Video: Hitler and America’s holocaust

posted at 6:15 pm on September 27, 2011 by Tina Korbe

When I clicked “play” on this video and saw that it was more than 30 minutes long, I thought I’d just watch the first few minutes and then move on. But once I started, I couldn’t stop. It’s one of the most gripping pieces I’ve ever encountered. But be forewarned: It contains graphic images and explores powerful ideas. Watching it was a very emotional experience for me and I suspect it might be for others, also.

Abortion is the one issue about which I can never see shades of gray. The legal questions surrounding the issue might be complex, but, as Ray Comfort says in the video, Adolf Hitler didn’t do anything legally wrong. What he did was morally wrong — and, somehow, some way, nearly everyone knows that.

We’re in a profound state of denial about the most fundamental flaw in our society, about our disregard for the sanctity of human life. But, with education, the scales fall from our eyes and we see abortion for what it is. Future generations will be utterly shocked, heartbroken and angry that we allowed this holocaust to happen under the protection of law, the pretense of choice and the fear of appearing intolerant or judgmental. How have we let this happen? More than 50 million precious, innocent babies …

All that’s necessary for evil to triumph is for good men to stand by and do nothing.


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Part of the Christian dogma is that “we are all sinners” and implicitly, that all sin as equivalent. Details vary between denominations.

gh on September 27, 2011 at 9:47 PM

I was merely suggesting an explanation for the other poster’s (shick) pov.

gh on September 27, 2011 at 10:12 PM

The devil is in the details, or in their lack. Most Christian denominations that I know don’t believe exactly what you suggest that “all sin as equivalent”. But the deserved punishment for all non-equivalent sin is the same being death and hell.

shick on September 27, 2011 at 11:31 PM

I don’t think that’s true at all. He just uses Hitler as an example to draw out their inner moral sense. Once they make the moral argument, he then just asks them to apply it to a different case. The point is that their original positions on Abortion are dogma that has been repeated so much that they can produce the politically correct response without a moment’s thought. He’s just forcing them to think.

gh on September 27, 2011 at 10:41 PM

I agree with your understanding of his point. I was trying to show lorien1973 that his/her logic was faulty.

shick on September 27, 2011 at 11:40 PM

This is a joke, right?

I guess we should salute the bravery of the camp guards at Buchenwald; after all, they could have been killed by the liberators.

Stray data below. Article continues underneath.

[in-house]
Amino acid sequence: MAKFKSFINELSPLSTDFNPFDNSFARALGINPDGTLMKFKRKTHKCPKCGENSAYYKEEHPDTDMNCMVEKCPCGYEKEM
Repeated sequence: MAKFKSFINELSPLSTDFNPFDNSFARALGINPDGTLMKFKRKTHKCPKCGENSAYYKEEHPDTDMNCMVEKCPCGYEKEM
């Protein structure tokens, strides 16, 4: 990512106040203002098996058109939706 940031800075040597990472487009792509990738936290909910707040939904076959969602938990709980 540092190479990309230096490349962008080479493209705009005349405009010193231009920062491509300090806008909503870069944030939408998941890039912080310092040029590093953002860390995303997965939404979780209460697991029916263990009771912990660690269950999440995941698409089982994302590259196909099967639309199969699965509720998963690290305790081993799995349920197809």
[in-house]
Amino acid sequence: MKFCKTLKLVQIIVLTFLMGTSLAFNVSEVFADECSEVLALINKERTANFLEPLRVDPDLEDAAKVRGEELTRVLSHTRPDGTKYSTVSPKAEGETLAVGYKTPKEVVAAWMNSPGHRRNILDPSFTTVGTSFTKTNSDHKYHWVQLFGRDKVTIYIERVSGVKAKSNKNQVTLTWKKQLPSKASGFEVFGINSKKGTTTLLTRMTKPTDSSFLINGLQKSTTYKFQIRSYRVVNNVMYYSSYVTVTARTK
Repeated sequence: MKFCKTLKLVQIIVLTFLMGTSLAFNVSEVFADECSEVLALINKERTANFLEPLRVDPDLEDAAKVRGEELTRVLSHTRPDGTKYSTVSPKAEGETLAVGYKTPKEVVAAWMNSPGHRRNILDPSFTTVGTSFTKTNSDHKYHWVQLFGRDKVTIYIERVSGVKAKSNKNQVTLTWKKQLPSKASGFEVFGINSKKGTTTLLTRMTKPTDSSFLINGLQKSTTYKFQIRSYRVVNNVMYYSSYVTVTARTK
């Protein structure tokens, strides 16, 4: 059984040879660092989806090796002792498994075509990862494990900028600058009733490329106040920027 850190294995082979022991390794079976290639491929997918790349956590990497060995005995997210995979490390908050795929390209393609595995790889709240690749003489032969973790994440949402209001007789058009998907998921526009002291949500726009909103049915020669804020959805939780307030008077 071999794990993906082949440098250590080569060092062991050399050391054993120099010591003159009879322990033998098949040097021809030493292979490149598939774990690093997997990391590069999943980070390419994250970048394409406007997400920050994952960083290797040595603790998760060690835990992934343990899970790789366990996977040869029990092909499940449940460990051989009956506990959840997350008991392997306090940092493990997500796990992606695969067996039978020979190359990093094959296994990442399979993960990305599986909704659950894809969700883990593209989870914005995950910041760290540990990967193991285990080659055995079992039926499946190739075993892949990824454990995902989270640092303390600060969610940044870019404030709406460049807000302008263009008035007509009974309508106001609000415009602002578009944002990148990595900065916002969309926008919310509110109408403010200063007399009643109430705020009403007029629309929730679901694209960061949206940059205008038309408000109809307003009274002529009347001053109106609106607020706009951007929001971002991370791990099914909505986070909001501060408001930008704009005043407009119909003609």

Good Solid B-Plus on September 27, 2011 at 6:25 PM

My paternal grandfather-born in the Jewish Pale of Settlement-lost his aunt and uncle(probably more relatives too but we know of these two) at Babi Yar. Being that they were in their late 60′s-early 70′s my guess is that they weren’t armed.
Hitler got off on killing innocents.

annoyinglittletwerp on September 27, 2011 at 11:41 PM

shick on September 27, 2011 at 11:31 PM

What I meant by “all sin is equivalent”* is the view that the only salvation is through Christ and that we are all sinners.

I believe there are passages in the gospels that would support this.

I realize that the Catholic church, in particular, does distinguish degrees of sinfulness.

* “as” was a typo.

gh on September 27, 2011 at 11:46 PM

I realize that the Catholic church, in particular, does distinguish degrees of sinfulness.

* “as” was a typo.

gh on September 27, 2011 at 11:46 PM

We also have Purgatory as an option. I know I’m not good enough to get into heaven, so I’m aiming for that with all my heart.

cynccook on September 28, 2011 at 12:03 AM

Many people believe capital punishment to be barbaric. Consider this case: http://www.dispatch.com/content/stories/local/2011/09/26/kasich-approves-clemency-for-joseph-murphy.html

This man committed a horrific crime against a weak, vulnerable old woman. Should he die for it?

cynccook on September 27, 2011 at 11:29 PM

Many people believe that it is barbaric NOT to use capital punishment against murder.

Your link doesn’t provide that much information so I’m going on what is provided. From what I make of it, Murphy was exposed to terrible parental abuse. Abuse has had different results. Some turn out bad. Others see the bad inflicted on them and don’t want to inflict it on others. The badly turned out child is all the more made aware about the evils of hurting another. He would actually be more culpable for his actions if he committed them because he knows how devastating they are to others.

But does this bad upbringing really make a difference in whether he gets CP or not?

With what little is provided I say with a sorrowful heart that he should be executed.

Consider this link.

shick on September 28, 2011 at 12:17 AM

We also have Purgatory as an option. I know I’m not good enough to get into heaven, so I’m aiming for that with all my heart.

cynccook on September 28, 2011 at 12:03 AM

I’m a Baptist who has been justified by works. The works of Christ on the cross.

You’ll never be good enough to get to heaven. That’s why Christ died for our sins. It’s blasphemous to try to add to his work.

Good night.

shick on September 28, 2011 at 12:23 AM

What I meant by “all sin is equivalent”* is the view that the only salvation is through Christ and that we are all sinners.